I dated a lady who lived in Quebec for about a year. It was awesome and she let me know about how the women revolted against the church's domination of them. It was pretty cool. El'en reflected that attitude. Montreal is an interesting city all in itself.

    I will amplify more on this in greater detail, but for now I gotta go cook a late lunch for my lady.

    Dave
    Last edited by Retirednsmilin308; 09-25-2021 at 01:51 PM.
    When it is not allowed to be questioned, it is not science, it is PROPAGANDA

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    Quote Originally Posted by IMPress Polly View Post
    I mean they basically agree on everything anyway, so what's the point?

    Seriously, I was recommended a live cast of the English-language federal leaders' debate the other day...



    ...and what stuck out to me the most was the uniformity of opinion among them. With the sole exception of the Bloc Quebecois leader Yves-Francois Blanchet, all the other candidates are essentially running on variations of the governing Liberal Party's program: scaled-up versions were offered by Jagmeet Singh of the New Democrats and Annamie Paul of the Greens while a scaled-down version was offered by Conservative leader Erin O'Toole. The baseline program on offer though seems to be the same across the board for all Canadian parties. Nobody's atually offering a different program. Except Blanchet on behalf of the Bloc. But that's because he represents Quebec, which, as of June 16th, is now officially recognized as a separate nation, no longer considered simply a province of Canada. He's not even seeking to be the Prime Minister of Canada like the rest of them; he's there simply to advocate for Quebec's national interests within the federal framework.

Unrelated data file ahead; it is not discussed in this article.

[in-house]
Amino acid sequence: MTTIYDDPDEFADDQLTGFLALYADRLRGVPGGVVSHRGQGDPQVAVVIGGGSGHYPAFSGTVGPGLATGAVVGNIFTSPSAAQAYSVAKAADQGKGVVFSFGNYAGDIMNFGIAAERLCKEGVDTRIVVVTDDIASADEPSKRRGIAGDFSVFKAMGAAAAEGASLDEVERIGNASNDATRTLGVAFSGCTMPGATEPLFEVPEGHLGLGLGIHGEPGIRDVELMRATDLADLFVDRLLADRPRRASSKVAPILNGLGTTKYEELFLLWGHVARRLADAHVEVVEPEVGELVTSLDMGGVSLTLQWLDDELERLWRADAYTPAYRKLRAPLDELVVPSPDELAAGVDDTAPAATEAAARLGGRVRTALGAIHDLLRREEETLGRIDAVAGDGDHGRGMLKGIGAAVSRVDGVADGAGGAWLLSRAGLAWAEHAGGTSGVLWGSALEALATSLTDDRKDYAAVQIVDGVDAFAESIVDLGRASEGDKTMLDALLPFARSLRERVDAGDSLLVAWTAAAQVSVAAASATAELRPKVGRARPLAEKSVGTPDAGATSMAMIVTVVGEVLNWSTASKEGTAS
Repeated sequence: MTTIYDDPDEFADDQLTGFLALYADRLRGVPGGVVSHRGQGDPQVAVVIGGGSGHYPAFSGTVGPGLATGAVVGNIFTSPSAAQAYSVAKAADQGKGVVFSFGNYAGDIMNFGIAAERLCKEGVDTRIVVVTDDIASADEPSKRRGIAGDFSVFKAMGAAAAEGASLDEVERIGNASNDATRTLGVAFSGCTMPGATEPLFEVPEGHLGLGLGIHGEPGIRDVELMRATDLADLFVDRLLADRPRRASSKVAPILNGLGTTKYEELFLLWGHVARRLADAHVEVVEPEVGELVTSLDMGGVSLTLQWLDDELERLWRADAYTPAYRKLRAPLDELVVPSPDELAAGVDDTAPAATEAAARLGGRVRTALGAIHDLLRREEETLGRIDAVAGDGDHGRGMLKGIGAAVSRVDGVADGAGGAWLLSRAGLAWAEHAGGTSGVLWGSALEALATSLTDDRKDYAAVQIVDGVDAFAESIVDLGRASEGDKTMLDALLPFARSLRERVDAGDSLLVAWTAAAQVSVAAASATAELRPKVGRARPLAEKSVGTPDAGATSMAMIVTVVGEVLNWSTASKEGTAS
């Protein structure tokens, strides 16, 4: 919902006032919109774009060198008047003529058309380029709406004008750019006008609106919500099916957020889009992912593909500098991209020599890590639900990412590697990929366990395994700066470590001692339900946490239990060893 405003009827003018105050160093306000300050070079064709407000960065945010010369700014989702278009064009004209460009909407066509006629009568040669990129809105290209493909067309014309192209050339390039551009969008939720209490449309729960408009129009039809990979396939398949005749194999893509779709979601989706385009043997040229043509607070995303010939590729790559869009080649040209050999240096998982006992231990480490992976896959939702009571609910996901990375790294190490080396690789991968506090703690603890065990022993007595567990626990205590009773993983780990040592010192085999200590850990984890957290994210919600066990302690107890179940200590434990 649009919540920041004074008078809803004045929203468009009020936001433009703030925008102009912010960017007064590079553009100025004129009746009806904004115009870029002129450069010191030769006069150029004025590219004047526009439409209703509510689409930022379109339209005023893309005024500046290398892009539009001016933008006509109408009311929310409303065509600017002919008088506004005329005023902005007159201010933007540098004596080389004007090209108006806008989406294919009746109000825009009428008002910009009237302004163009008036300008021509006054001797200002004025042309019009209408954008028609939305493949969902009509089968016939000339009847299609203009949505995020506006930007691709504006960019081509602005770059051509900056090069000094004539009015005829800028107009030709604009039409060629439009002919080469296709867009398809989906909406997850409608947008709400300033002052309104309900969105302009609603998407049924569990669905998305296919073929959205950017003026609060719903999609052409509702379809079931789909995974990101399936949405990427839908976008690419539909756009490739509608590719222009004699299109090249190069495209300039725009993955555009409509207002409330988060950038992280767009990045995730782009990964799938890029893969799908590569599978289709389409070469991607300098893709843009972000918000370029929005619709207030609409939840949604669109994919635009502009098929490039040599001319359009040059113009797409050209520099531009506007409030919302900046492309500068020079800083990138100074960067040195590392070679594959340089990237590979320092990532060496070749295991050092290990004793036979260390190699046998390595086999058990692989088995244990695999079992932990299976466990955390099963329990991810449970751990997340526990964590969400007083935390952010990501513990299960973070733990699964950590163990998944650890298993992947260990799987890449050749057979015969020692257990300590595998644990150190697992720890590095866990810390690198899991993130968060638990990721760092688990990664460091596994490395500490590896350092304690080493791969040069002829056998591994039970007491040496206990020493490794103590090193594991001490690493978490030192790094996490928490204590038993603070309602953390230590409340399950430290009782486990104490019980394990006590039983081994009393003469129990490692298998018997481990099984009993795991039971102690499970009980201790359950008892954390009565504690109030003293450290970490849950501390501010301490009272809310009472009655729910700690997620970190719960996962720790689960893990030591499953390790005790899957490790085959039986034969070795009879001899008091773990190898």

As I watched this debate, Blanchet quickly emerged as my favorite of the leaders precisely because he was the one who dared to be different. Since English isn't first language, he sometimes struggled to translate his thoughts and accordingly had a very plain manner of speaking that was actually usually much easier to follow than how the other leaders (especially the polished bureaucrats of the bigger parties) communicated, IMO. I liked his simple, straightforward presentation of what struck me as a moderate, common sense kind of worldview within the framework of his distinctive goals. I didn't agree with his stance on just everything, but he came off to me as a human being, not a robotic ideologue.